Petrol Price Hike Means Car Commuters Can Save Thousands of Euro by Switching to Bus
The recent rise of petrol prices to the €1.50 per litre mark means that commuters who travel to work by car could potentially save themselves thousands of euro by switching to the bus, according to figures from Bus Éireann.
For instance, the annual cost of petrol for travelling between Kells and Dublin is an estimated €4,377*. This cost excludes standing charges, parking charges, toll charges and operating costs (servicing, oil, tyres and other repairs) during the year.
However, if that person was to take the bus between Kells and Dublin it would cost them €2,448 a year – a saving of over €1,900 – based on a weekly ticket purchase. Even further savings could be achieved – up to 52 per cent off the yearly cost of the fare depending on a person’s tax status – by signing up to the Taxsaver Scheme as these tickets are not subject to tax, PRSI or the Universal Social Charge.
In addition, someone travelling by car between Galway and Ballinasloe will spend €19 on petrol for every round-trip**. With Bus Éireann, it costs just €10.50 for a return journey between these destinations.
Car users could also have a month’s worth of travel on Bus Éireann’s City services for less than the cost of a tank of petrol. Galway, Limerick and Waterford city services offer an unlimited monthly city commuter ticket at just €55.00. Cork’s monthly ticket is good value at €62.00 for unlimited travel on its extensive city network. This compares with the potential cost of a tank of petrol of at least €67.50***.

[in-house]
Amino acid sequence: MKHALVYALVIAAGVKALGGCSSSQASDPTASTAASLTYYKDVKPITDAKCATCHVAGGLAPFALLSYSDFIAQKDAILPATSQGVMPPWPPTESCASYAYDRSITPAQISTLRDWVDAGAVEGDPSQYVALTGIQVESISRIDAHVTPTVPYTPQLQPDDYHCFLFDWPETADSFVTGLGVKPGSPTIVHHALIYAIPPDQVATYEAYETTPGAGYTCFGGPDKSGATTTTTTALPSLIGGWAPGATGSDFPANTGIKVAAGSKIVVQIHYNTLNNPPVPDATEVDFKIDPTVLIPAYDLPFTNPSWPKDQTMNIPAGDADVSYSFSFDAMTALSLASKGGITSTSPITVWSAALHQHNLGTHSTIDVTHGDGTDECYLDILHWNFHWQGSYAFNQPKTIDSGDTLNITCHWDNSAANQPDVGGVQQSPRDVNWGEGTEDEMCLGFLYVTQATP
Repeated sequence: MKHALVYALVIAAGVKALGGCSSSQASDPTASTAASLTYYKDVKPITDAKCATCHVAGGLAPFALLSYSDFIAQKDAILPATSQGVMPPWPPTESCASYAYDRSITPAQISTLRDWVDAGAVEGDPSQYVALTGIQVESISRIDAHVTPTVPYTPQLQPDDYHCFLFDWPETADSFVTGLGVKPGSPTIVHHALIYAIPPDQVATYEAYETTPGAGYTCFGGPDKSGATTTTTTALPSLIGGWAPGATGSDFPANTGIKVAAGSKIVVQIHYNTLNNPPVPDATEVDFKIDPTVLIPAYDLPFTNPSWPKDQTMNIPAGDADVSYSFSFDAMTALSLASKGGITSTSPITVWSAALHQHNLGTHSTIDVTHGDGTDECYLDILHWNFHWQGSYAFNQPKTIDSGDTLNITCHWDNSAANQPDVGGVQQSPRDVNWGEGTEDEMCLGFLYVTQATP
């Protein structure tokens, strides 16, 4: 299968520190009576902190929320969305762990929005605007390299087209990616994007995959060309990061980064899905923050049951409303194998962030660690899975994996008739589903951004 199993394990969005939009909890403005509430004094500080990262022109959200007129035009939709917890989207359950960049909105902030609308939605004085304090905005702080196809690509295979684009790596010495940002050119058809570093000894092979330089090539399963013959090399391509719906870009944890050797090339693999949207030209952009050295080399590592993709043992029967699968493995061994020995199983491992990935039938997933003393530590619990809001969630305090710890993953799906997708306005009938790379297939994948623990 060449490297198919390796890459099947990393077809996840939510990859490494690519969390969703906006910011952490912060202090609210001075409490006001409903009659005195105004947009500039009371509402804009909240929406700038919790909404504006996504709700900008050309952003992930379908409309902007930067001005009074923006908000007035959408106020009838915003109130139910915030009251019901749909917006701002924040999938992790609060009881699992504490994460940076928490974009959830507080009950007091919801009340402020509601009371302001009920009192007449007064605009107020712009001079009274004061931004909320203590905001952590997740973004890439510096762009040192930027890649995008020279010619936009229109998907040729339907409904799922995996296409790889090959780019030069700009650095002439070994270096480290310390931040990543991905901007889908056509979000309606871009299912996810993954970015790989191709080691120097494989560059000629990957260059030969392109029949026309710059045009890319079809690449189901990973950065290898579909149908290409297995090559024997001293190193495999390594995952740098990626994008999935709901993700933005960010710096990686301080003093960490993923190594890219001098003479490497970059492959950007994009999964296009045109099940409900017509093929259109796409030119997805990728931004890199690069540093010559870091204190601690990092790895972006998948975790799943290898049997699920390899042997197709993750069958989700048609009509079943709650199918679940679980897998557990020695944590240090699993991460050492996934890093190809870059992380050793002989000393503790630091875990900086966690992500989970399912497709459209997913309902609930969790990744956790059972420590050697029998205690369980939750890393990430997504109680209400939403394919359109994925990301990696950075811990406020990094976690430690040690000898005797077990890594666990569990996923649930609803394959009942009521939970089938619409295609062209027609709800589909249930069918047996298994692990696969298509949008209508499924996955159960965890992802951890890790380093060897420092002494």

When it comes to longer journeys, a couple could take a day trip such as Dublin-Athlone or Cork-Charleville with Bus Éireann for potentially half the cost of a tank of petrol. For example, two day return trips Dublin-Athlone cost €31.00 in total and two day return trips Cork/Charleville cost €20.00 in total.
“Using the car to commute is getting more and more expensive. Switching to the bus saves you money and also takes the hassle and stress out of getting to work. Even leaving the car behind once or twice a week and taking the bus instead could cut your bills by hundreds of euro a year,” said Andrew McLindon, PR Manager, Bus Eireann.
Car users intending to switch to the bus can now view up-to-the-second bus arrival times for stops across the country via the Web or text at www.whensmybus.ie, which uses GPS technology to track the Bus Éireann fleet of vehicles.
Wednesday, 16th March, 2011